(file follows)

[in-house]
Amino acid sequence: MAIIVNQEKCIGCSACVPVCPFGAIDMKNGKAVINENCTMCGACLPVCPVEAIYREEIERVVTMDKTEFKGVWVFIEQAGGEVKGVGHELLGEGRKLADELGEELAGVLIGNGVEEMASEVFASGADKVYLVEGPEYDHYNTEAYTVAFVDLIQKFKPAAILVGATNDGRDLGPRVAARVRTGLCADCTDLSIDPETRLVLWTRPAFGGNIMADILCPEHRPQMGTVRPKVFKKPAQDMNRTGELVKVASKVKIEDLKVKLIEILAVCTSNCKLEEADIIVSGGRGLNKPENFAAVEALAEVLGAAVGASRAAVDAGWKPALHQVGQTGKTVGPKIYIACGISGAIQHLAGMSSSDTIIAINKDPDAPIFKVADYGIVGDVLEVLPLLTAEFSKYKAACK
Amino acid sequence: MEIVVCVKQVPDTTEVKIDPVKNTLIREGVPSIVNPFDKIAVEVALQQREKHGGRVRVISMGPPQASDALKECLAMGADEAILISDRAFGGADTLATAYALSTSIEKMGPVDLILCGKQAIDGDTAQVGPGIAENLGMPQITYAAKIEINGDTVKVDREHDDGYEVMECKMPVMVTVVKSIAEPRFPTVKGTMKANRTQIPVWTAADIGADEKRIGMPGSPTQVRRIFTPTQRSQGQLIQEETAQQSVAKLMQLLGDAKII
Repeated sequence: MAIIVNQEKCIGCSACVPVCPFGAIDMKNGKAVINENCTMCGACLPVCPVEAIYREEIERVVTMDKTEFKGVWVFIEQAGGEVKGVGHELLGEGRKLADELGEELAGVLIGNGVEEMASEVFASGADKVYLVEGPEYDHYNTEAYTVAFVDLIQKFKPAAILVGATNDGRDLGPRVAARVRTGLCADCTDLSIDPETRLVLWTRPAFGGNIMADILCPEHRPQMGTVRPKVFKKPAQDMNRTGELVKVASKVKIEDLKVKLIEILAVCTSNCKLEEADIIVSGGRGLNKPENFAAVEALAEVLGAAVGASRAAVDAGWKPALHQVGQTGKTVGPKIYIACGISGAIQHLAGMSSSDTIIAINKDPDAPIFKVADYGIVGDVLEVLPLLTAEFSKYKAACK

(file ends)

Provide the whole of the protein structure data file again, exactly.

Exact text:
[in-house]
Amino acid sequence: MAIIVNQEKCIGCSACVPVCPFGAIDMKNGKAVINENCTMCGACLPVCPVEAIYREEIERVVTMDKTEFKGVWVFIEQAGGEVKGVGHELLGEGRKLADELGEELAGVLIGNGVEEMASEVFASGADKVYLVEGPEYDHYNTEAYTVAFVDLIQKFKPAAILVGATNDGRDLGPRVAARVRTGLCADCTDLSIDPETRLVLWTRPAFGGNIMADILCPEHRPQMGTVRPKVFKKPAQDMNRTGELVKVASKVKIEDLKVKLIEILAVCTSNCKLEEADIIVSGGRGLNKPENFAAVEALAEVLGAAVGASRAAVDAGWKPALHQVGQTGKTVGPKIYIACGISGAIQHLAGMSSSDTIIAINKDPDAPIFKVADYGIVGDVLEVLPLLTAEFSKYKAACK
Amino acid sequence: MEIVVCVKQVPDTTEVKIDPVKNTLIREGVPSIVNPFDKIAVEVALQQREKHGGRVRVISMGPPQASDALKECLAMGADEAILISDRAFGGADTLATAYALSTSIEKMGPVDLILCGKQAIDGDTAQVGPGIAENLGMPQITYAAKIEINGDTVKVDREHDDGYEVMECKMPVMVTVVKSIAEPRFPTVKGTMKANRTQIPVWTAADIGADEKRIGMPGSPTQVRRIFTPTQRSQGQLIQEETAQQSVAKLMQLLGDAKII
Repeated sequence: MAIIVNQEKCIGCSACVPVCPFGAIDMKNGKAVINENCTMCGACLPVCPVEAIYREEIERVVTMDKTEFKGVWVFIEQAGGEVKGVGHELLGEGRKLADELGEELAGVLIGNGVEEMASEVFASGADKVYLVEGPEYDHYNTEAYTVAFVDLIQKFKPAAILVGATNDGRDLGPRVAARVRTGLCADCTDLSIDPETRLVLWTRPAFGGNIMADILCPEHRPQMGTVRPKVFKKPAQDMNRTGELVKVASKVKIEDLKVKLIEILAVCTSNCKLEEADIIVSGGRGLNKPENFAAVEALAEVLGAAVGASRAAVDAGWKPALHQVGQTGKTVGPKIYIACGISGAIQHLAGMSSSDTIIAINKDPDAPIFKVADYGIVGDVLEVLPLLTAEFSKYKAACK